Column: Saban outcoached in Iron Bowl, titles hopes dashed in loss
AUBURN, Ala. (AP) Nick Saban threw his hands in the air and disgustedly tossed his headset aside.
Too bad he didn't have a mirror, so he could see who was to blame for this Miracle on the Plains.
The Alabama Crimson Tide was denied a shot at an unprecedented third straight national title because the greatest coach in America got outcoached.
No one could've seen that coming.
With one of the most stunning plays in college football history, No. 4 Auburn returned a missed field goal the length of the field with zero on the clock, giving the Tigers a 34-28 victory over the top-ranked Crimson Tide on Saturday night.
Auburn moves on to the Southeastern Conference championship game, its national title hopes still alive.
Alabama, in all likelihood, was eliminated from the race. Hard to see the Tide getting another mulligan like it did two years ago.
But, while the celebration in this little hamlet went on into the night, Saban was surely taking a cold, hard look at some of the decisions he made that sent the Tide back to Tuscaloosa with the most improbable of Iron Bowl defeats.
"It is my responsibility," he said.
First and foremost, why hasn't he recruited a reliable field goal kicker?
Alabama missed four field goals FOUR! and passed on a chip shot that could've given the Tide a 10-point lead with 5 1-2 minutes remaining. It's not like this is a mystery to Saban, whose team nearly squandered another national title during the 2011 season because his team missed four field goals in an overtime loss to LSU.
The Tide got lucky that year, working its way back into the No. 2 position in the BCS standings even though it didn't even win the SEC West. Alabama totally stifled the Tigers in the national championship game, ensuring there was no need for any clutch field goals.
Saban, who essentially has the pick of whatever high school players he wants each year, has clearly never made kickers much of a priority.
Thus, the perfectionist who treats his college football program like a business, who talks endlessly about a "process" that leaves no stone unturned, left Alabama vulnerable against a clearly inferior team. Nothing against Auburn, but there's no way a squad that went 3-9 last season and has one of the lowest-ranked passing games should've beaten a team that claimed three of the last four national titles.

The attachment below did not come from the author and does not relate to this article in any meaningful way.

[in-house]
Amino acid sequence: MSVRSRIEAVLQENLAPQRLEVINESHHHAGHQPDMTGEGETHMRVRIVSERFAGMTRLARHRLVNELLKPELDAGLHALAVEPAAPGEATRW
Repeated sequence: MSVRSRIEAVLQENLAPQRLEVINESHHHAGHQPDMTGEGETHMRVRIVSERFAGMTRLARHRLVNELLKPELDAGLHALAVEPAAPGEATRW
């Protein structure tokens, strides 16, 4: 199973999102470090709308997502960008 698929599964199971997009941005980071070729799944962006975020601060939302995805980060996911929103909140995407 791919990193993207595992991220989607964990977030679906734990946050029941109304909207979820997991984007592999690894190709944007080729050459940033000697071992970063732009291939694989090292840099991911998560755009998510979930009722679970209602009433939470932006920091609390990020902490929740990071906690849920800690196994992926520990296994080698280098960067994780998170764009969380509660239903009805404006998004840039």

"They're usually beating teams by a lot," said Auburn safety Jermaine Whitehead. "Maybe they don't work on (kicking) much in practice."
Then, he took the ultimate dig at Saban and the Tide.
"They always get the best players in the country," Whitehead said. "I guess they don't get the best kickers."
Senior Cade Foster had actually been quite reliable this season, making 11-of-12 field goals including a 53-yarder. But none of those kicks came in the pressure-cooker of Jordan-Hare Stadium, where the bitterest of rivals went at it in a game for the ages.
"It's hard to find ways to win when the pressure's on," said first-year Auburn coach Gus Malzahn, who was coaching high school ball just eight years ago but schooled Saban on this night. "And no doubt, there was unbelievable pressure out there."
Auburn thrived in that environment. Alabama didn't. And here's how the Tide threw it away:
The Tide raced to a 21-7 lead in the second period before Malzahn put his fast-paced offense into overdrive, which seemed to catch Alabama off guard. An 81-yard touchdown drive included nothing but running plays and took barely 2 minutes. Down 21-14, Auburn took the second-half kickoff, quickly went 69 yards in nine plays (six runs, three short passes) and, voila, the game was tied.
Alabama had plenty of scoring chances, but Foster kept missing. A 44-yarder on Alabama's opening possession was wide left. He knocked through a 28-yarder early in the fourth, but a false start penalty moved the Tide back five yards. Then, seeming to tighten up, Foster shanked a 33-yarder, the ball wobbling far left of the upright.
The Tide reclaimed the lead on a 99-yard touchdown pass and could've iced it on fourth-and-1 at the Auburn 13. But Saban decided to go for it instead of attempting a 30-yard field goal for a 10-point lead. Auburn stacked the line and stuffed T.J. Yeldon for no gain.
Foster got one more chance, but was surely a basket case when Saban sent him on for a 44-yarder with 2 1-2 minutes remaining. Trying to get more distance, Foster kicked the ball too low. The Tigers blocked it simply by sticking up their hands.
Still down by only a touchdown, Auburn kept running its read option in the middle of the line, the clocking ticking down under a minute. Finally, quarterback Nick Marshall gave Malzahn a look, and the Auburn coach knew it was time. He called for a play where Marshall ran to the left, the ball tucked under his left arm, and Saban's defense bit on it just as expected. Suddenly, just before the line of scrimmage, the quarterback switched it to his right hand and flipped a pass to Sammie Coates, all alone behind the secondary. The 39-yard touchdown tied the game with 32 seconds remaining.
Overtime loomed, but Alabama wound up with one more play after a video review showed one second left on the clock at the end of Yeldon's 24-yard run. Instead of a Hail Mary into the end zone, Saban sent on Adam Griffith, a freshman with a stronger leg than Foster's, for a 57-yard attempt. On the opposite sideline, Malzahn pondered going for a block, then sent Chris Davis deep into the end zone.
"With the field goal team out there, I knew they had a lot of big guys on the field," the Auburn coach said. "I knew that Chris would only have to make a couple of guys miss."
Miss they did. Davis returned it from 9 yards deep in the end zone for the winning score.
With that, the greatest coach in America had been thoroughly outcoached.